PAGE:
The Edlund episode did just the opposite of fanfic, not only including Serge, Jim Michaels, Kripke, and Sera (in her actual presence, by speakerphone) but various other people who appear on set from interviewers to stunt coordinators. The episode focused largely on what happens on the set, even though it was a version of "work" that is common on television, which is to say more discussed than seen. In fact, in Edlund's trial run for this episode, Hollywood Babylon, he worked actual people into the script when there was no textual connection to the SPN set at all. (Subtext though, yeah, that was totally an in-script for everyone on the production). Why does RP fic, by comparison, focus so little on what is such a huge part of the actors' lives?
Missing from Edlund's current episode was any whisper of JA and JP's families, with the exception of Genevieve who was a crossover figure from the FP world to the RP one and thus an in-joke by her mere presence. He went so far as to not include JP's dogs, who must be among the most fictionalized pair of animals ever seen in fanfic, nor JA's. By comparison, JA and JP's families sometime make an appearance in set fic but often make an appearance in AUs where they, again, do not need to be present.What Edlund does give us in The French Mistake is an alpaca, reference to otters, and fish in JA's trailer. Why? Well it goes to point #3: what kind of people are being depicted? In short, jerks. Unlike the famously friendly co-stars, whose very closeness prompted more RP fic than would ever have happened otherwise, these two actors supposedly disliked one another. They also, given Misha's tweeting, were apparently no friendlier to him. What's more they were shown to be much wealthier than they actually are. Undoubtedly JA and JP are quite well off, especially compared to the average American. But unless their trailers have been seriously upgraded since the early seasons (where they were seen in both photos and the S1 on-set documentary), their actual surroundings were exaggerated for effect. JP also does not live in such palatial surroundings, and certainly not in Vancouver. So a much more down-to-earth accessory such as shelter-rescued dogs would have a rather different effect than an alpaca (Fun fact: "As of early 2004, the total population of registered alpacas in North America accounts for about 50,000 alpacas in the United States and about 15,000 in Canada").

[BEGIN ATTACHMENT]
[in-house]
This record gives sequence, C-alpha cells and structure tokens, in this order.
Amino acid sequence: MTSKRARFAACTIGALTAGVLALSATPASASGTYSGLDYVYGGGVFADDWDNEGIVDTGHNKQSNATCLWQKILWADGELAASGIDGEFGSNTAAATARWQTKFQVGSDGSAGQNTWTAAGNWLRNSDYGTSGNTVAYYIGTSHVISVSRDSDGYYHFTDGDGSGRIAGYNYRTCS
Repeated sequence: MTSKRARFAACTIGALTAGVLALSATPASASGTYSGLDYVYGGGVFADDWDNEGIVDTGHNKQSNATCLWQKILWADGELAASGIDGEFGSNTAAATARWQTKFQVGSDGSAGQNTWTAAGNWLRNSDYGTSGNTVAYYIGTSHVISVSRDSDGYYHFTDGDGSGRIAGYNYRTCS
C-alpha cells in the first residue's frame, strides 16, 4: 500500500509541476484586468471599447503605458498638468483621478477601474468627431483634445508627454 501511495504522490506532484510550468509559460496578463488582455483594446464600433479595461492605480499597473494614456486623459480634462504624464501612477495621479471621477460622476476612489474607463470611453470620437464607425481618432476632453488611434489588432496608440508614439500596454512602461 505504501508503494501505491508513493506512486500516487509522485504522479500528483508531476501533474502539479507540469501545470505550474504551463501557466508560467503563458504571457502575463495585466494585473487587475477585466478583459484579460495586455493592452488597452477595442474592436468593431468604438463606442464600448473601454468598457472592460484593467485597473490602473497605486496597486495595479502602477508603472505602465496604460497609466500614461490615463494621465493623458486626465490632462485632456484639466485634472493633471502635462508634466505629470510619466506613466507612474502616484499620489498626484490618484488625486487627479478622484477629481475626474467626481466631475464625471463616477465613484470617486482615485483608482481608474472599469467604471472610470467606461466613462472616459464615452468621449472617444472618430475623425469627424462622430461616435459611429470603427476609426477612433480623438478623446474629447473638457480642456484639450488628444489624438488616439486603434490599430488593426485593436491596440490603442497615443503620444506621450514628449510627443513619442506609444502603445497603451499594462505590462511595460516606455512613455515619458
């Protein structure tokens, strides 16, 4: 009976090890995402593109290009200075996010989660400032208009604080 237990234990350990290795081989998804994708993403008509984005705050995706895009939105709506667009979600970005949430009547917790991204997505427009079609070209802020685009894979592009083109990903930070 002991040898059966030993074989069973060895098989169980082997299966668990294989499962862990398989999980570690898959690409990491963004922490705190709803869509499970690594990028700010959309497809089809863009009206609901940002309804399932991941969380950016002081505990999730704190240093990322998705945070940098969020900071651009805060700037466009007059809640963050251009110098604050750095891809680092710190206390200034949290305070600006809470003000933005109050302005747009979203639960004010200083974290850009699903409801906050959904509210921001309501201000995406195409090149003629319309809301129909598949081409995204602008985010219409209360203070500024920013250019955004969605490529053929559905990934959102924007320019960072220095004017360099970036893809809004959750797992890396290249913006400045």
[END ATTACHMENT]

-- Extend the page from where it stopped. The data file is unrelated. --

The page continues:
Yet where is the actual harm being caused? Certainly the average celebrity gets much more hurtful, damaging things said about them, sometimes directly to their face, than ever appears in fanfic which, on the whole, tends to depict them as much more likable, and possibly interesting, people than they actually are (and certainly far better endowed). As an example, I think JA and JPs wives tend to fare far better in fic than they do in a lot of fandom conversations. The fact is that these people work in an unpleasant and competitive business with a lot of unstable or unreasonable people, and I'm fairly sure what they face in any given day is much worse than any reaction fanfic could create. The joke Edlund inserts, about Misha's death having a silver lining, is only one of several pieces of humor in the episode that speaks to this reality.In short, I think the fans' perception of a celebrity needing protection from his/her fans' imagination seems a projection of fans' own deep discomfort in seeing their desires out in the open for public consumption. The desire for connection exists in every fic. It also forms the basis of the fan communities in which the stories are produced and where those connections often do find realization in the form of connection to fellow fans. This may be more easily deniable in the case of FP fic, where such connections to the characters are clearly impossible and can be considered entirely harmless and in no way a sign of unrealistic expectations.